Newspaper article Pittsburgh Post-Gazette (Pittsburgh, PA)

State Lawmakers Set Priorities for Fall Session

Newspaper article Pittsburgh Post-Gazette (Pittsburgh, PA)

State Lawmakers Set Priorities for Fall Session

Article excerpt

HARRISBURG -- Education again ranks high on the priority list of issues for Republican state lawmakers, who will return to the state Capitol for a brief fall session beginning late next month.

Also on the list of issues for their handful of session days: reducing the state's debt load, changing sentencing for juvenile offenders and possibly blocking the federal health care law.

Democrats have other things on their to-do list, including finding new dollars to pay for the state's backlog of road and bridge repairs.

Absent from either list is liquor store privatization, which the governor suggested in June could be resurrected this fall. And no action is expected yet on fixing the state's pension funding crisis, an issue that promises to make next year's budget process another exercise in mathematical gymnastics.

Much of the GOP list involves wrapping up loose ends, including the new methods for regulating charter schools and distributing special education dollars.

The changes for charter schools discussed earlier this summer would have strengthened financial and academic oversight of those schools, as well as altered how those institutions are created.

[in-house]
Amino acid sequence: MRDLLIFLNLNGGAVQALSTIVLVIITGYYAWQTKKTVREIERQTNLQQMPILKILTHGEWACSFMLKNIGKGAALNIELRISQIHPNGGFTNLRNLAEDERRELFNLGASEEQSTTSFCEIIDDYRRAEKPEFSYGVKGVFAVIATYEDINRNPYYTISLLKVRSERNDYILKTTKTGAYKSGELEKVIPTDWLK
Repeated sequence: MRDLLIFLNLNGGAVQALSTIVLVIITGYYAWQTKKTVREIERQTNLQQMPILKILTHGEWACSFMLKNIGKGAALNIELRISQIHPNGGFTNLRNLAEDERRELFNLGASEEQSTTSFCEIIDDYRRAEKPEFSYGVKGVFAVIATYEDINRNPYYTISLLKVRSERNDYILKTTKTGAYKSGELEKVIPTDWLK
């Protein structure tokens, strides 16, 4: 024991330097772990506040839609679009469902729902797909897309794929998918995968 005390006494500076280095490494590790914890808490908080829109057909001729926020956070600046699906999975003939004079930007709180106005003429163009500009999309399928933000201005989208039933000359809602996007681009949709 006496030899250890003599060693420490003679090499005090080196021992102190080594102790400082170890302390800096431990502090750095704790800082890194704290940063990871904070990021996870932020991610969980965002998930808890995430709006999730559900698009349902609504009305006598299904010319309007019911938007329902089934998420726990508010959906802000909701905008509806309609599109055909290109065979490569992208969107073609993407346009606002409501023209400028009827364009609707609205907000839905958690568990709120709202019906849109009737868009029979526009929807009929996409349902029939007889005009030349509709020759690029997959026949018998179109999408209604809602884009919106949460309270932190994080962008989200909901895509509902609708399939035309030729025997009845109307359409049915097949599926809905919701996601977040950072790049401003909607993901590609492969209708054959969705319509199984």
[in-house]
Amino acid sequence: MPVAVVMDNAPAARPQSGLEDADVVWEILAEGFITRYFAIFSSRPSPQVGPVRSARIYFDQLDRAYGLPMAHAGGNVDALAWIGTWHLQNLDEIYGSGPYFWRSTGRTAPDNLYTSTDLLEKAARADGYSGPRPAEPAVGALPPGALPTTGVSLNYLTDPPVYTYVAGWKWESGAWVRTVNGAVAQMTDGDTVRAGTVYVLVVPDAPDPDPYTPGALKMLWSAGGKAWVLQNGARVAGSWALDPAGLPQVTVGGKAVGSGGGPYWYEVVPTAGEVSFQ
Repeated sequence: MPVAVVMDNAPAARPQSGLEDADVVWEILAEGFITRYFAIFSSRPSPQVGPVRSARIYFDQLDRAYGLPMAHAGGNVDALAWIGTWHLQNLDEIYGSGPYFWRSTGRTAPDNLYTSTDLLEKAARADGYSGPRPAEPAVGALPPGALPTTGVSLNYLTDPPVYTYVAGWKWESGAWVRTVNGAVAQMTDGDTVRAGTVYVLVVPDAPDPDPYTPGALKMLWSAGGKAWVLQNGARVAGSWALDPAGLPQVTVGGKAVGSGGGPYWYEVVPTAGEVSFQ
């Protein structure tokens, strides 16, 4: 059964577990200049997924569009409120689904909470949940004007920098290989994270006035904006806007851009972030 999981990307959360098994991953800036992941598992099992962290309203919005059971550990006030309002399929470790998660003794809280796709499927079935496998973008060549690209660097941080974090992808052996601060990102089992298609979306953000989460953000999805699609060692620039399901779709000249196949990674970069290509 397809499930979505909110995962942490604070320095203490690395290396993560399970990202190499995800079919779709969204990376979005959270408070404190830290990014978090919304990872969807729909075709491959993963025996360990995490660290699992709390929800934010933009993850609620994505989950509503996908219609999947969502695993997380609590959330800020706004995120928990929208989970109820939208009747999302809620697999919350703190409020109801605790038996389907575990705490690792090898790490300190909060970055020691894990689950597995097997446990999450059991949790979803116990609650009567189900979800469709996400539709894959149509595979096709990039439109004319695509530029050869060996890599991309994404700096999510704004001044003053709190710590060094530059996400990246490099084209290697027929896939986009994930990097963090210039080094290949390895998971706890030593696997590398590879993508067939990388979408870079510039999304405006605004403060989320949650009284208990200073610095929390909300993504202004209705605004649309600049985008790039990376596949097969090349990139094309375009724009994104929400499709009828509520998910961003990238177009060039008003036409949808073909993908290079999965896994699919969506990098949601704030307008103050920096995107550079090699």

Local school boards currently decide whether to authorize a charter or cyber-charter school in their area, but some Republican lawmakers are seeking to form a state board that also could approve new charter schools.

The idea of a central authorizing board was part of what stymied the proposal in late June, when it was shelved so the state spending plan could be finished on time. Gov. Tom Corbett later described those closed-door discussions as being "a sentence away" from agreement on new rules for charters.

Erik Arneson, a spokesman for Senate Majority Leader Dominic Pileggi, R-Delaware, said there have been discussions on charter- school regulations throughout the summer among Republicans in the Senate, House and the governor's office.

"We're optimistic that it will be resolved this fall," Mr. Arneson said. …

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